Coefficients also had different magnitude. While final price was always a significant predictor of a rating score, it affected rosé wines to a lesser extent than dessert wine. # Reviews did not explain wine's rating score in every wine type. For example, it did not affect rosé and dessert wine ratings. It did, however, affect sparkling wine rating score negatively, but given how little this variable changes rating score overall, this finding may just be an artifact of my data.

The most interesting variable was presence of a discount. Remember it did not correlate with rating score in my general model? Once I segmented by wine type, it turned out to be a significant predictor of white, rosé and sparkling wine ratings. Discounted bubbly wine was rated higher while discounted white and rosé were rated lower.

Findings

Based on all findings I gained from this analysis, here is my insight into what does and does not make wine sell:

  • Generally price has a significant positive effect on wine's rating, but this relationship is not linear. Wines in the price range of $0 - $100 instantly gain appreciation with price increase (the higher the price, the better the quality, the higher the rating), but once the price point reaches $100 (by the way, I totally eyeballed $100 threshold) increase in price doesn't really do anything to the rating.
  • Sparkling wine ratings are the only ones that benefit from discounts. After all who won't be excited about 30 bucks off of a $250 bottle?
  • Contrary to a mainstream opinon, reviews don't move the needle in wine market. Whether you have 5 or 10 people commenting on your wine, its rating won't go up that much.

Why these findings won't help Wine.com

While my findings may or may not benefit this large online retailer, I'm sure Wine.com is already doing a bunch of analytics on their sales operations. Local businesses are the ones who would benefit from this type of analysis and will be able to tailor their sales strategy to customer needs if they understood them better.

According to Wine Searcher, there are about 1,150 local wine stores in New York. They all have websites and try to drive customers into the store. Most of them don't collect data for analytical purposes and don't use data to make critical decisions. I would love to give them analytics they need but there is one problem. Unlike Wine.com local businesses follow different website structure and, therefore, scraping needs to be customized for each and every website. I can't automate and scale scraping programmatically, but we can do it together! ☺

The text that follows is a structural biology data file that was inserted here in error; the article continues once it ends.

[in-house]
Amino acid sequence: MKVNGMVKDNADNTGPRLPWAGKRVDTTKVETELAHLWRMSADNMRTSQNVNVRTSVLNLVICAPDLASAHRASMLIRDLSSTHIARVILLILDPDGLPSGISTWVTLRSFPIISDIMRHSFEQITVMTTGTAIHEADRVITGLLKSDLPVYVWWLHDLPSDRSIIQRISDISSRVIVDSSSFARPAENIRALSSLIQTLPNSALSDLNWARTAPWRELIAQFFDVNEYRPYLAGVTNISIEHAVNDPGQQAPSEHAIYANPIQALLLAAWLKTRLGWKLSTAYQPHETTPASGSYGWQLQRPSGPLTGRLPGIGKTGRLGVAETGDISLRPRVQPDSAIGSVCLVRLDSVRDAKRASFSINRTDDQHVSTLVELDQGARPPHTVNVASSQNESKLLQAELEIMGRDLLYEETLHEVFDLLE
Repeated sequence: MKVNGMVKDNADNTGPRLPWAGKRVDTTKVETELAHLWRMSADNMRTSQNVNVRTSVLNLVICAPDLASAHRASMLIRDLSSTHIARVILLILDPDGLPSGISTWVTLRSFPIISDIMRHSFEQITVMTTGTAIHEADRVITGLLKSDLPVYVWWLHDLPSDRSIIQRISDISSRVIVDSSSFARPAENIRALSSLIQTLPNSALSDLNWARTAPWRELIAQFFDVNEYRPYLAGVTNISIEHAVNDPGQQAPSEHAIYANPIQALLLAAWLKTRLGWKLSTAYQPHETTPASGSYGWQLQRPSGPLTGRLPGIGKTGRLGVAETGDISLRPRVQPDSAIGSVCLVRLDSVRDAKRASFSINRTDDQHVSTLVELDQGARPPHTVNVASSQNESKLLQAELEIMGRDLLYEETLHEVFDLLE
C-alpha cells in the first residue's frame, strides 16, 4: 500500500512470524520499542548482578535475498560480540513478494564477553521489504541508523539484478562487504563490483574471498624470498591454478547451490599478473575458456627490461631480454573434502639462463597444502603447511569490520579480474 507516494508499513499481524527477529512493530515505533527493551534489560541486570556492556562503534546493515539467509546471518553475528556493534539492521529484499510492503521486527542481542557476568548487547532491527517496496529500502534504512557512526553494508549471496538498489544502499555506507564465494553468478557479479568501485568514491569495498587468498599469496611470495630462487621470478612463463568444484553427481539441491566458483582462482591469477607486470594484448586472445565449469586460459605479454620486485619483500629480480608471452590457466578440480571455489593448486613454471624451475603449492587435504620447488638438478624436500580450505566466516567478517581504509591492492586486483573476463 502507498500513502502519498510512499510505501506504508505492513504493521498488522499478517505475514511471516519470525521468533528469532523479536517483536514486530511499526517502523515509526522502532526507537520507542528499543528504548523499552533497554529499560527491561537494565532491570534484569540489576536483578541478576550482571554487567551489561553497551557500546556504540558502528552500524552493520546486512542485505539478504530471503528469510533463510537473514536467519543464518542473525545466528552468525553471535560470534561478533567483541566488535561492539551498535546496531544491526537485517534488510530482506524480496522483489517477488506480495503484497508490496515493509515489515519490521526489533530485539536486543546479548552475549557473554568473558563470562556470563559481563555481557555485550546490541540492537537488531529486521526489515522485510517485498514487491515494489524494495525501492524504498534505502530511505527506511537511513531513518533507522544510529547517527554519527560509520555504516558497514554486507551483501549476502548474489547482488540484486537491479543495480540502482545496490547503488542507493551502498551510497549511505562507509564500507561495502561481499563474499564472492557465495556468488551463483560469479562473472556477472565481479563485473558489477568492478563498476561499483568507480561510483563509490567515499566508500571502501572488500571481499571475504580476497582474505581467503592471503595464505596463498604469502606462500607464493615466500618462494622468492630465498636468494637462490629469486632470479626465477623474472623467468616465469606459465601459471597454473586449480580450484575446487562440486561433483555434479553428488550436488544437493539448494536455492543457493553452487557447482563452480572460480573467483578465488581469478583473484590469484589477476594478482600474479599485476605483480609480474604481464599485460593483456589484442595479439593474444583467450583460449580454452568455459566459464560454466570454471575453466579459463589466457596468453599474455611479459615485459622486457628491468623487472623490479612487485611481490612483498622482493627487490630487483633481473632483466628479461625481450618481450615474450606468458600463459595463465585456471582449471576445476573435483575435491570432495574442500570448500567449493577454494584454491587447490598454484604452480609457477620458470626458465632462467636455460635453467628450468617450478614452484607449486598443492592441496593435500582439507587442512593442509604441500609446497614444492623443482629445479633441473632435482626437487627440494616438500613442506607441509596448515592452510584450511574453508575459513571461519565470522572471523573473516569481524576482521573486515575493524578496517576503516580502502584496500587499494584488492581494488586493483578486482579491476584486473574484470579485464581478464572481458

Here is how you can help me:

  • Fill out this form and let me know what wine store your would like to contribute with.
  • Download Kimono Labs plugin for Chrome and take a look at how they explain how to scrape data from the website -- it's super easy!
  • Download scraped csv file from Kimono Labs.
  • Obviously you are free to scrape howevery much information you want but here are fields that I will need to aggregate information into one file
    • Wine Name
    • Wine Type
    • Wine Region
    • # Reviews (where available)
    • Rating score (where available)
    • Wine Price
  • Sign up for xdataset portal where you can store your data.
  • Upload your dataset into xdataset libraryPlease note that once you select the dataset from your computer, just go ahead and click "Submit".
  • Please make sure you have column headers in your file, that the file is in .csv format and that you have "Wine" in the name of your dataset.

Once you upload your datasets I will injest them on my end and will aggregate them into 1 master dataset which I will then email to all contributors. At this point we all will have access to the dataset no one else has access to!

This is a pilot batch of 25 wine stores so if each of us spends half an hour to scrape one website then in 30 minutes we will have a dataset one person will have to spend 25*0.5 = 12.5 hours on.

It is Time to Bring Your Own Data!

Originally posted here.